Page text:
Item Three: Can William Nylander Be the Difference
In contrast to last postseason when William Nylander was arguably the best Maple Leafs’ forward, this postseason he’s been absent on the scoresheet. If there were some positives from Game 4 for the Maple Leafs – and there were – Nylander scoring two goals has to be chief among them. Although the goals were simply too little and too late to push his team into the game, Nylander’s emergence into the scoresheet might offer hope that he can show up in Game 5 on Tuesday night.
Nylander seems to be a streaky scorer and one can hope that he begins a hot streak this week. Obviously, he has to gain some confidence that he can score on Vasilevskiy more regularly. Nylander hadn’t registered a point during his first three games of the series.
What’s Next for the Maple Leafs?
The state of the series is that the Maple Leafs accomplished their goal of taking one game on the road and now have recovered their home-ice advantage. Still, I’m with coach Keefe. Game 4 was a letdown after the solid Game 3 win.
I have three thoughts about the game. Thought one, the two-time reigning Stanley Cup champs haven’t lost two playoff games in a row in almost three seasons. Last night was the 17th consecutive victory following a postseason loss since the beginning of their 2020 Stanley Cup run. That’s a good way to stay in the Stanley Cup hunt.
Still, the Lightning can keep that record intact and still not make it to the next round. If both teams win their games at home, Toronto wins.
Thought two is that the first goal of each game has been the most important. That’s often the case in any game; but, in this series, it’s been a key. The team that scores first has won each game of the series. There’s not been a single lead change during the first four games.
Thought three, the team that hits the penalty box most often will lose this series. Last night, as Jake Muzzin noted, ”We got down early, it’s tough to come back. He added that his team took “too many penalties.” He was right.
Speaking of Jake Muzzin. He needs to shoot more often. He scored on his second shot from the point in this series. He’d scored only three goals during the entire regular season. Keep shooting, Jake!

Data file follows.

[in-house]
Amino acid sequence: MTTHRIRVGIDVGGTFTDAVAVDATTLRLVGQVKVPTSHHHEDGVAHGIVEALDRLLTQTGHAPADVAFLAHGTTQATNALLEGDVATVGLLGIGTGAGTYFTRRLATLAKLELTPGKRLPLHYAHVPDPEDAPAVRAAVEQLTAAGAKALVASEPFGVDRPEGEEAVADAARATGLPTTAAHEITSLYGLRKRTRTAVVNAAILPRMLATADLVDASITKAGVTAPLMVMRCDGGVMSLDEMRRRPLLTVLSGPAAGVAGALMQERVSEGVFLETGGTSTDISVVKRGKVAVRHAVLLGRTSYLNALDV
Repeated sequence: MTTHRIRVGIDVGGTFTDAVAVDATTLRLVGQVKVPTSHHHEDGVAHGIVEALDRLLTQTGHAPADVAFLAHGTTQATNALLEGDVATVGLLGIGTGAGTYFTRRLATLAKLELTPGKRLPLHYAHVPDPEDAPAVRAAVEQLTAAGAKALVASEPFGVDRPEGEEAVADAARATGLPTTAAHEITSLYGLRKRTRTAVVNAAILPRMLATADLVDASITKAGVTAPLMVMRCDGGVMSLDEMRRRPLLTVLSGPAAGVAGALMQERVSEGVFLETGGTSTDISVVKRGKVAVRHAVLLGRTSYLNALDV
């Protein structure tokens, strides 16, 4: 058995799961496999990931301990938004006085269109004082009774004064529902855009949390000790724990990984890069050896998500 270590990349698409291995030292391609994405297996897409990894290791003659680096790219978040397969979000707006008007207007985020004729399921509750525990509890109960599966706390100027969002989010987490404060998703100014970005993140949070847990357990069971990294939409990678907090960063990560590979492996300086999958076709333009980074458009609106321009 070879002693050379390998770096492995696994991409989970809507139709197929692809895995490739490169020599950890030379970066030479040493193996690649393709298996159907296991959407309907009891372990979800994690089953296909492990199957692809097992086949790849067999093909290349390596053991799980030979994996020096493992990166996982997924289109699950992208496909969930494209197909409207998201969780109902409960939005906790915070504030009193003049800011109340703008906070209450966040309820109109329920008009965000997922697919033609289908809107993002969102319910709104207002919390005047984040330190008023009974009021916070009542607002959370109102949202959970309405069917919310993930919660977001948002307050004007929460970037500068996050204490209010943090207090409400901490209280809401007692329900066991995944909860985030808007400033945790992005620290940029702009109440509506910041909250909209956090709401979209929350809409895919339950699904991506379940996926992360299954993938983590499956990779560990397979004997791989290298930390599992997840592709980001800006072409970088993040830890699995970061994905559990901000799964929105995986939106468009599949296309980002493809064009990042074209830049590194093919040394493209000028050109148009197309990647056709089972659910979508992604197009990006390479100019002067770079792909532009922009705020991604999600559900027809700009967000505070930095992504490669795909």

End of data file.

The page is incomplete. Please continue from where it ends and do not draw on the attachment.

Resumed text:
The Old Prof (Jim Parsons, Sr.) taught for more than 40 years in the Faculty of Education at the University of Alberta. He’s a Canadian boy, who has two degrees from the University of Kentucky and a doctorate from the University of Texas. He is now retired on Vancouver Island, where he lives with his family. His hobbies include playing with his hockey cards and simply being a sports fan – hockey, the Toronto Raptors, and CFL football (thinks Ricky Ray personifies how a professional athlete should act).
If you wonder why he doesn’t use his real name, it’s because his son – who’s also Jim Parsons – wrote for The Hockey Writers first and asked Jim Sr. to use another name so readers wouldn’t confuse their work.
Because Jim Sr. had worked in China, he adopted the Mandarin word for teacher (老師). The first character lǎo (老) means “old,” and the second character shī (師) means “teacher.” The literal translation of lǎoshī is “old teacher.” That became his pen name. Today, other than writing for The Hockey Writers, he teaches graduate students research design at several Canadian universities.
He looks forward to sharing his insights about the Toronto Maple Leafs and about how sports engages life more fully. His Twitter address is https://twitter.com/TheOldProf